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“Then he will say to those on his left, ‘Depart from me, you cursed, into the eternal fire prepared for the devil and his angels. For I was hungry and you gave me no food, I was thirsty and you gave me no drink, I was a stranger and you did not welcome me, naked and you did not clothe me, sick and in prison and you did not visit me” (Matt. 25:41-43).

These verses are getting tossed around a lot lately in light of the recent refugee situation, and until now, I did not like it. Let me explain why.

Most of the time, I see these verses getting used haphazardly as some prop for generic humanitarian relief. The “least of these” happens to be whomever people want to make it. Sometimes it is Muslims fleeing Syria. Other times it is homeless veterans. And even other times, it is politicized and wedded to public policy statements by well-meaning Christians.

But that is not how Jesus used it when he said it.

If you read the passage that contains these words, Jesus is describing a coming judgement, one where there will be righteous people and unrighteous people. To each group, one on his right and one on his left, he issues this basic statement. Those found righteous had extended mercy to this “least of these” and those found in condemnation had refused mercy to this “least of these.” However, Jesus identifies the “least of these.” It is not whichever group you would like to assign to it.

Jesus says, ‘Truly, I say to you, as you did it to one of the least of these my brothers, you did it to me” (Matt 25:40). Jesus is referring specifically to Christians in distress. This is a statement about believers who are struggling. In the passage some are hungry. Some are foreigners who need to be welcomed. Some have no clothes. Some are sick. But they are all brothers. In this passage, Jesus commanded his followers to love his other followers, even when they are strangers.

This is a statement about the church. The church is so closely tied to Jesus that he can claim ignoring his church is the same as ignoring him. Refusing brothers who belong to Christ’s church is the same as refusing him. Let that sit for a minute.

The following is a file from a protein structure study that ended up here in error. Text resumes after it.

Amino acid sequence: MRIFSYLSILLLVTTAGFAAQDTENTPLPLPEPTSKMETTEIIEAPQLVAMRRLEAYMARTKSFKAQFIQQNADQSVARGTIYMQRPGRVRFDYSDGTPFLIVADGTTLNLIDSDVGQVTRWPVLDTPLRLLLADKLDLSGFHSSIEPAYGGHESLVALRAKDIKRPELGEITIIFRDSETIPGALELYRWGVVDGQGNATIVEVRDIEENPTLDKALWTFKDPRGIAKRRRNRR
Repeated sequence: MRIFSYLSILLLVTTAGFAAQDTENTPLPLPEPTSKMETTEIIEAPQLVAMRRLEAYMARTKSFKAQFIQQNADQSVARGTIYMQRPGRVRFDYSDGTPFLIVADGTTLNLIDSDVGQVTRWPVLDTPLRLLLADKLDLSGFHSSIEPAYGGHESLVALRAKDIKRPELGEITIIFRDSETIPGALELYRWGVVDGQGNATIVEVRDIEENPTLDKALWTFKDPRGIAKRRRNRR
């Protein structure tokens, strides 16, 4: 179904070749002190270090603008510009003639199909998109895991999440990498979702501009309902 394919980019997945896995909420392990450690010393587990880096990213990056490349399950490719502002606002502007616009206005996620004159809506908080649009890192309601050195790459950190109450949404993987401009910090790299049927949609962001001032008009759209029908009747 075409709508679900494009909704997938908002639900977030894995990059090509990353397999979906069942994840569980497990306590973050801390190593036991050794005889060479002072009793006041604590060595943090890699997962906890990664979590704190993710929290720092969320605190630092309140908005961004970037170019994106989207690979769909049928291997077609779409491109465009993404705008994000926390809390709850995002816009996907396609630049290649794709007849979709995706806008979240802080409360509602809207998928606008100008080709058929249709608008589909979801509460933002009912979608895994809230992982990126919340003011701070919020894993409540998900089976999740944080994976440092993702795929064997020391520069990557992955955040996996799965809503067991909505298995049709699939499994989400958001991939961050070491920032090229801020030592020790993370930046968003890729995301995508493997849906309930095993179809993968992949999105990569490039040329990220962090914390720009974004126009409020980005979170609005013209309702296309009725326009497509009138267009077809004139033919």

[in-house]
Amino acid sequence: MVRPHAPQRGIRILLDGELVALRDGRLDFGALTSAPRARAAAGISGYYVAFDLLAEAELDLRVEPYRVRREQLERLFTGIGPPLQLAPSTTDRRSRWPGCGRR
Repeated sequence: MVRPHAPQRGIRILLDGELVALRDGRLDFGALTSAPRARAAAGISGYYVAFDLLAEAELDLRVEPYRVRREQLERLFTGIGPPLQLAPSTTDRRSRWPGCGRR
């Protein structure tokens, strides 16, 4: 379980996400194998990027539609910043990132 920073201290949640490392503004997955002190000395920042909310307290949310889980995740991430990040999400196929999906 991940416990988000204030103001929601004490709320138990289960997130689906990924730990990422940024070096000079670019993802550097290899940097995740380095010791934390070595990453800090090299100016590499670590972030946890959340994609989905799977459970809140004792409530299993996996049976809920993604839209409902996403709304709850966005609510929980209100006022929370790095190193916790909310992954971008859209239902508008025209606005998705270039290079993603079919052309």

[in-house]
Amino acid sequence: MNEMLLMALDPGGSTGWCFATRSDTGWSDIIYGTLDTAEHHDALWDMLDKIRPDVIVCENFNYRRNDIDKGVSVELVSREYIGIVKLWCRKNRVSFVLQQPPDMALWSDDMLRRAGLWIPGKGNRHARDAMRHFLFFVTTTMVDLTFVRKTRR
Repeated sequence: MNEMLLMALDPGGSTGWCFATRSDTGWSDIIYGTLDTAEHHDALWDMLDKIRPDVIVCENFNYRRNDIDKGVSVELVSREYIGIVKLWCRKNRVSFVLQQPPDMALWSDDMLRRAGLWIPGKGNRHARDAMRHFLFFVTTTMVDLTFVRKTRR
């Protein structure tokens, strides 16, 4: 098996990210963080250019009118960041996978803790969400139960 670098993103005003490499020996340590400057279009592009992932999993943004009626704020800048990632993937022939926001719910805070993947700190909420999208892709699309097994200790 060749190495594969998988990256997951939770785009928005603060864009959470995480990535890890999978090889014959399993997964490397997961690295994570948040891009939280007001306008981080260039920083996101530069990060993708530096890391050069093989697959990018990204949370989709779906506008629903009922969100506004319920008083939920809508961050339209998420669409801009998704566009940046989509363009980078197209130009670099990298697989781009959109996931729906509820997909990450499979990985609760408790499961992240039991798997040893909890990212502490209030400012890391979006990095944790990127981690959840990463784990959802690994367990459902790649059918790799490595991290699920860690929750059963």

Yesterday, at the GC2 Summit, David Platt did an excellent job pointing out the significance of this passage in light of contemporary events. Afterward, leaders from WorldVision and World Relief did well to point out that many, if not most, of the people coming here as refugees are doing so because they are part of the persecuted church around the world. They come here hungry. Many come here sick. They come here needing clothes. They certainly come here as strangers. But, they come here as brothers.

We have an obligation to these suffering Christians, and it comes from a command given off the lips of Jesus himself.

Let me be clear. I am not advocating that we only help Syrian Christians. Statements about only letting Christian refugees come here or banning all Muslim immigration keep rising to the surface in the American rhetoric. Not only is that impossible (to bar someone on a belief instead of nationality), it is absolutely un-American, and I would hold un-Christian as well.

To the contrary, I devote most of my time on this blog to showing churches how they can reach out to their Muslim, Hindu, and Buddhist neighbors from other countries. That is the drum I bang on this website, to reach the unreached peoples coming here. Yes, that includes Muslim refugees. And yes, I believe we should love these new neighbors as much as we love ourselves. After all, that is a command of Christ as well.

However, in the midst of all this talk, I think I lost sight of our responsibility to those who already stand beneath the cross. I see lost people streaming in to our country, and I want desperately to see the American church take up the message of mercy found in the gospel and take it to these people. We need to do that, but let us not forget the words of Christ concerning his own brothers.

Let us not be caught refusing Christ Jesus because we are too scared to help his persecuted church.

If you are interested in more of the developments after the GC2 Summit, you can go to their website. Notice the Evangelical statement crafted in response to refugee crisis. Consider signing it, and consider having your church do something about it. Photo By Michał Huniewicz